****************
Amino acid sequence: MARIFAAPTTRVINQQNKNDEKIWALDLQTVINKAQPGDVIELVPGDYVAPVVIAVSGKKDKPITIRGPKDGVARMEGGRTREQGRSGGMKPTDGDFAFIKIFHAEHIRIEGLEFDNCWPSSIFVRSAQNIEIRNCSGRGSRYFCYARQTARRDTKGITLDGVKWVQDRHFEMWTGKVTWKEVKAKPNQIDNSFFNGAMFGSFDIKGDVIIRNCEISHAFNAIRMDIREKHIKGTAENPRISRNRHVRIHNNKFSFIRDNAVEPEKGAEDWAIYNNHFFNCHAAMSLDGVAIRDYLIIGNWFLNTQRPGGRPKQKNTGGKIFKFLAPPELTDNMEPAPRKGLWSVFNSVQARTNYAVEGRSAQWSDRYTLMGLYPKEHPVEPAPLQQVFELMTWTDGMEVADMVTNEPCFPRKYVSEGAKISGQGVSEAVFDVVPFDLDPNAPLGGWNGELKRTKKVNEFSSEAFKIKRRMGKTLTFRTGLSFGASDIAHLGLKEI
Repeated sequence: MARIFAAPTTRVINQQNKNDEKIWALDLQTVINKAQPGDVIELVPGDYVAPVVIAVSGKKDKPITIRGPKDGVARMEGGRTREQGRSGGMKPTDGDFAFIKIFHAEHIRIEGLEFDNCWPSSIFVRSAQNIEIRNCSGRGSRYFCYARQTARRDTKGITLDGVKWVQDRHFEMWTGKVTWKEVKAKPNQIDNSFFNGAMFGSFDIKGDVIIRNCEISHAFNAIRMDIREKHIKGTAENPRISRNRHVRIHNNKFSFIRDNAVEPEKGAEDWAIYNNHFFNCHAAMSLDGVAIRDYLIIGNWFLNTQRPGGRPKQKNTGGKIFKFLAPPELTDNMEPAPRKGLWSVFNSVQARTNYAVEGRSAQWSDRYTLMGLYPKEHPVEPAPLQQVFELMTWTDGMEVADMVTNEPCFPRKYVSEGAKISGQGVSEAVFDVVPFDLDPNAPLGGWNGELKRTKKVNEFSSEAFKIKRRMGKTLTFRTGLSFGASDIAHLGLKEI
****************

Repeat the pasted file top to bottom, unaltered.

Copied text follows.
Amino acid sequence: MARIFAAPTTRVINQQNKNDEKIWALDLQTVINKAQPGDVIELVPGDYVAPVVIAVSGKKDKPITIRGPKDGVARMEGGRTREQGRSGGMKPTDGDFAFIKIFHAEHIRIEGLEFDNCWPSSIFVRSAQNIEIRNCSGRGSRYFCYARQTARRDTKGITLDGVKWVQDRHFEMWTGKVTWKEVKAKPNQIDNSFFNGAMFGSFDIKGDVIIRNCEISHAFNAIRMDIREKHIKGTAENPRISRNRHVRIHNNKFSFIRDNAVEPEKGAEDWAIYNNHFFNCHAAMSLDGVAIRDYLIIGNWFLNTQRPGGRPKQKNTGGKIFKFLAPPELTDNMEPAPRKGLWSVFNSVQARTNYAVEGRSAQWSDRYTLMGLYPKEHPVEPAPLQQVFELMTWTDGMEVADMVTNEPCFPRKYVSEGAKISGQGVSEAVFDVVPFDLDPNAPLGGWNGELKRTKKVNEFSSEAFKIKRRMGKTLTFRTGLSFGASDIAHLGLKEI
Repeated sequence: MARIFAAPTTRVINQQNKNDEKIWALDLQTVINKAQPGDVIELVPGDYVAPVVIAVSGKKDKPITIRGPKDGVARMEGGRTREQGRSGGMKPTDGDFAFIKIFHAEHIRIEGLEFDNCWPSSIFVRSAQNIEIRNCSGRGSRYFCYARQTARRDTKGITLDGVKWVQDRHFEMWTGKVTWKEVKAKPNQIDNSFFNGAMFGSFDIKGDVIIRNCEISHAFNAIRMDIREKHIKGTAENPRISRNRHVRIHNNKFSFIRDNAVEPEKGAEDWAIYNNHFFNCHAAMSLDGVAIRDYLIIGNWFLNTQRPGGRPKQKNTGGKIFKFLAPPELTDNMEPAPRKGLWSVFNSVQARTNYAVEGRSAQWSDRYTLMGLYPKEHPVEPAPLQQVFELMTWTDGMEVADMVTNEPCFPRKYVSEGAKISGQGVSEAVFDVVPFDLDPNAPLGGWNGELKRTKKVNEFSSEAFKIKRRMGKTLTFRTGLSFGASDIAHLGLKEI